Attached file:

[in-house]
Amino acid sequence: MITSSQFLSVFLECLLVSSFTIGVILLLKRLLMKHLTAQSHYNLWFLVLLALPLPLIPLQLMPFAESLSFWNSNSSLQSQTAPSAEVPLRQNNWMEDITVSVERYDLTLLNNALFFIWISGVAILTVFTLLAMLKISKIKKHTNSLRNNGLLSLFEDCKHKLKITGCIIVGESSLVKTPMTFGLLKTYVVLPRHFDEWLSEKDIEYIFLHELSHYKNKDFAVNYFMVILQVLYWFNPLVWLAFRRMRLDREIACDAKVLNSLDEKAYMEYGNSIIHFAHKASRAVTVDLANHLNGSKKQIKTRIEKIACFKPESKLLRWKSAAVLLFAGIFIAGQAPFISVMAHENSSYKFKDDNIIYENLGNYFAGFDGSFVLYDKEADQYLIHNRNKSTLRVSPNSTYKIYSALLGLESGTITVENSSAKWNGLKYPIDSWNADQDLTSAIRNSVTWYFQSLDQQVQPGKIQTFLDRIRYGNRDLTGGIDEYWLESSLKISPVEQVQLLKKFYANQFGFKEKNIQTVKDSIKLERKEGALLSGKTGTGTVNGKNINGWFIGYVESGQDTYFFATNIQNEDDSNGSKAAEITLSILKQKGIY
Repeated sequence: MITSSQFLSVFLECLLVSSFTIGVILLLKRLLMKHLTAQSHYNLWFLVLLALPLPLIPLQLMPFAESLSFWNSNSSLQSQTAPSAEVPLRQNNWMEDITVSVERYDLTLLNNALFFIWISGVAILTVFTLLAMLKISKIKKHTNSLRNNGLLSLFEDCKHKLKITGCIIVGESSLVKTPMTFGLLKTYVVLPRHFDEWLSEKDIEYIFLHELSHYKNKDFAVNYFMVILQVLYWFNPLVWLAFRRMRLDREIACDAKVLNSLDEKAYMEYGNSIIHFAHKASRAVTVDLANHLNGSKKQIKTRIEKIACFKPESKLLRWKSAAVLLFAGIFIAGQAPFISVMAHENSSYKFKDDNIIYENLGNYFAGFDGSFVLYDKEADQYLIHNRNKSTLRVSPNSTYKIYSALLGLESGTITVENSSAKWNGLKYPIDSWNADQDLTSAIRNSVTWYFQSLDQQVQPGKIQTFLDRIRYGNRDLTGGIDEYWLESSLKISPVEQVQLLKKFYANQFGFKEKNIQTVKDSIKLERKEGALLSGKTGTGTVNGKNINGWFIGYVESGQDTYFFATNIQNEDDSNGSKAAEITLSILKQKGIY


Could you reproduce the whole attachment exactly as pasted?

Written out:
[in-house]
Amino acid sequence: MITSSQFLSVFLECLLVSSFTIGVILLLKRLLMKHLTAQSHYNLWFLVLLALPLPLIPLQLMPFAESLSFWNSNSSLQSQTAPSAEVPLRQNNWMEDITVSVERYDLTLLNNALFFIWISGVAILTVFTLLAMLKISKIKKHTNSLRNNGLLSLFEDCKHKLKITGCIIVGESSLVKTPMTFGLLKTYVVLPRHFDEWLSEKDIEYIFLHELSHYKNKDFAVNYFMVILQVLYWFNPLVWLAFRRMRLDREIACDAKVLNSLDEKAYMEYGNSIIHFAHKASRAVTVDLANHLNGSKKQIKTRIEKIACFKPESKLLRWKSAAVLLFAGIFIAGQAPFISVMAHENSSYKFKDDNIIYENLGNYFAGFDGSFVLYDKEADQYLIHNRNKSTLRVSPNSTYKIYSALLGLESGTITVENSSAKWNGLKYPIDSWNADQDLTSAIRNSVTWYFQSLDQQVQPGKIQTFLDRIRYGNRDLTGGIDEYWLESSLKISPVEQVQLLKKFYANQFGFKEKNIQTVKDSIKLERKEGALLSGKTGTGTVNGKNINGWFIGYVESGQDTYFFATNIQNEDDSNGSKAAEITLSILKQKGIY
Repeated sequence: MITSSQFLSVFLECLLVSSFTIGVILLLKRLLMKHLTAQSHYNLWFLVLLALPLPLIPLQLMPFAESLSFWNSNSSLQSQTAPSAEVPLRQNNWMEDITVSVERYDLTLLNNALFFIWISGVAILTVFTLLAMLKISKIKKHTNSLRNNGLLSLFEDCKHKLKITGCIIVGESSLVKTPMTFGLLKTYVVLPRHFDEWLSEKDIEYIFLHELSHYKNKDFAVNYFMVILQVLYWFNPLVWLAFRRMRLDREIACDAKVLNSLDEKAYMEYGNSIIHFAHKASRAVTVDLANHLNGSKKQIKTRIEKIACFKPESKLLRWKSAAVLLFAGIFIAGQAPFISVMAHENSSYKFKDDNIIYENLGNYFAGFDGSFVLYDKEADQYLIHNRNKSTLRVSPNSTYKIYSALLGLESGTITVENSSAKWNGLKYPIDSWNADQDLTSAIRNSVTWYFQSLDQQVQPGKIQTFLDRIRYGNRDLTGGIDEYWLESSLKISPVEQVQLLKKFYANQFGFKEKNIQTVKDSIKLERKEGALLSGKTGTGTVNGKNINGWFIGYVESGQDTYFFATNIQNEDDSNGSKAAEITLSILKQKGIY